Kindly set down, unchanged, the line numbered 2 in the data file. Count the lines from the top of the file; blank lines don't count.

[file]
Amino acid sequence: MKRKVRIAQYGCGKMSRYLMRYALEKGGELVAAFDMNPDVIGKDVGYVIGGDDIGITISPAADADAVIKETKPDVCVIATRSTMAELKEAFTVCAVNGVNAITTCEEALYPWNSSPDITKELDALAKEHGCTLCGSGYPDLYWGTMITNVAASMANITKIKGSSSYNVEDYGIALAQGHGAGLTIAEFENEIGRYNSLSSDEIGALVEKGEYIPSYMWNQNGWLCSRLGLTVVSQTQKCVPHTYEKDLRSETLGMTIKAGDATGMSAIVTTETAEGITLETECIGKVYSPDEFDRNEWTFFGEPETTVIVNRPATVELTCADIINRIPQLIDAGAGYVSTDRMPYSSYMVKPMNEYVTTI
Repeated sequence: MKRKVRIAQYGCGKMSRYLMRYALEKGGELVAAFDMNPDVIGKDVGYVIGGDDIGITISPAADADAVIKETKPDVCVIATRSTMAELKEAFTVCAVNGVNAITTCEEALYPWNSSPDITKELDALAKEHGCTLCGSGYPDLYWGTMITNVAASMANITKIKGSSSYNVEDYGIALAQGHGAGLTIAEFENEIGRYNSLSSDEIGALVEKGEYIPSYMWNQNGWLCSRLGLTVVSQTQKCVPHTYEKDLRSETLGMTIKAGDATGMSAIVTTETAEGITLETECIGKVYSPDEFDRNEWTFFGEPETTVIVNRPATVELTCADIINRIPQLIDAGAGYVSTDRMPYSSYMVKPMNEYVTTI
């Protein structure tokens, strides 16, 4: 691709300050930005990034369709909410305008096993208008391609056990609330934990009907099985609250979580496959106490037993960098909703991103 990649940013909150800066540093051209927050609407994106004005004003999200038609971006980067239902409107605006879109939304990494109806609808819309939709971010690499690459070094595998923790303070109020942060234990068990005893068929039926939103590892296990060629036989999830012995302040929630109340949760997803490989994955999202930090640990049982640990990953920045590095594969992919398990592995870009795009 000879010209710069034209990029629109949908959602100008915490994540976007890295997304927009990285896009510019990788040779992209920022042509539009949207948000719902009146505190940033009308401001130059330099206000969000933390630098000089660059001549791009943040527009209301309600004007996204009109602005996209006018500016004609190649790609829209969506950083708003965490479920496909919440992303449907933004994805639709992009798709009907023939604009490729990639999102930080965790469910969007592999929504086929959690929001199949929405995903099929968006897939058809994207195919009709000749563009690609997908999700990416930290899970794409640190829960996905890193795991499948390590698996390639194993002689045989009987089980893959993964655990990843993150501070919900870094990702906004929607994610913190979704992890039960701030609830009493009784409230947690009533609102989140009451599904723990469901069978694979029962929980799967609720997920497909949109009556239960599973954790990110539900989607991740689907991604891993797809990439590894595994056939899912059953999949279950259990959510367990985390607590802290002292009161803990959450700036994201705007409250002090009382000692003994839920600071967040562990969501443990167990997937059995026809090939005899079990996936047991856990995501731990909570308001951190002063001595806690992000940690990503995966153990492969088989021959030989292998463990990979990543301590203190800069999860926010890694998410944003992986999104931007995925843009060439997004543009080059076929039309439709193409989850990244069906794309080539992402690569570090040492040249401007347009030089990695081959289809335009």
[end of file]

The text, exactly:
Repeated sequence: MKRKVRIAQYGCGKMSRYLMRYALEKGGELVAAFDMNPDVIGKDVGYVIGGDDIGITISPAADADAVIKETKPDVCVIATRSTMAELKEAFTVCAVNGVNAITTCEEALYPWNSSPDITKELDALAKEHGCTLCGSGYPDLYWGTMITNVAASMANITKIKGSSSYNVEDYGIALAQGHGAGLTIAEFENEIGRYNSLSSDEIGALVEKGEYIPSYMWNQNGWLCSRLGLTVVSQTQKCVPHTYEKDLRSETLGMTIKAGDATGMSAIVTTETAEGITLETECIGKVYSPDEFDRNEWTFFGEPETTVIVNRPATVELTCADIINRIPQLIDAGAGYVSTDRMPYSSYMVKPMNEYVTTI